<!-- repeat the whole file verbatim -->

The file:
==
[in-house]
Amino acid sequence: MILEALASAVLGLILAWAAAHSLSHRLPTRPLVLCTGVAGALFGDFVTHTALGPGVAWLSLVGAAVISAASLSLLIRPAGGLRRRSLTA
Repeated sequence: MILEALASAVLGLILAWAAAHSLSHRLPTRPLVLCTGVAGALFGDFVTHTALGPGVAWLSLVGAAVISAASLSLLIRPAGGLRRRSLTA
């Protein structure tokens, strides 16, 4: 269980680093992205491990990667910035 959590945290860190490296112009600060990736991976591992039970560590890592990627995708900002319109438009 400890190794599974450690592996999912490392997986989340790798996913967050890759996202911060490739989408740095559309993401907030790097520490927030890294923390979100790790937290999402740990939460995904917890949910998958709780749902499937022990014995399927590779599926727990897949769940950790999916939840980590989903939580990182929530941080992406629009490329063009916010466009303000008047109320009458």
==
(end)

[in-house]
Amino acid sequence: MILEALASAVLGLILAWAAAHSLSHRLPTRPLVLCTGVAGALFGDFVTHTALGPGVAWLSLVGAAVISAASLSLLIRPAGGLRRRSLTA
Repeated sequence: MILEALASAVLGLILAWAAAHSLSHRLPTRPLVLCTGVAGALFGDFVTHTALGPGVAWLSLVGAAVISAASLSLLIRPAGGLRRRSLTA
């Protein structure tokens, strides 16, 4: 269980680093992205491990990667910035 959590945290860190490296112009600060990736991976591992039970560590890592990627995708900002319109438009 400890190794599974450690592996999912490392997986989340790798996913967050890759996202911060490739989408740095559309993401907030790097520490927030890294923390979100790790937290999402740990939460995904917890949910998958709780749902499937022990014995399927590779599926727990897949769940950790999916939840980590989903939580990182929530941080992406629009490329063009916010466009303000008047109320009458």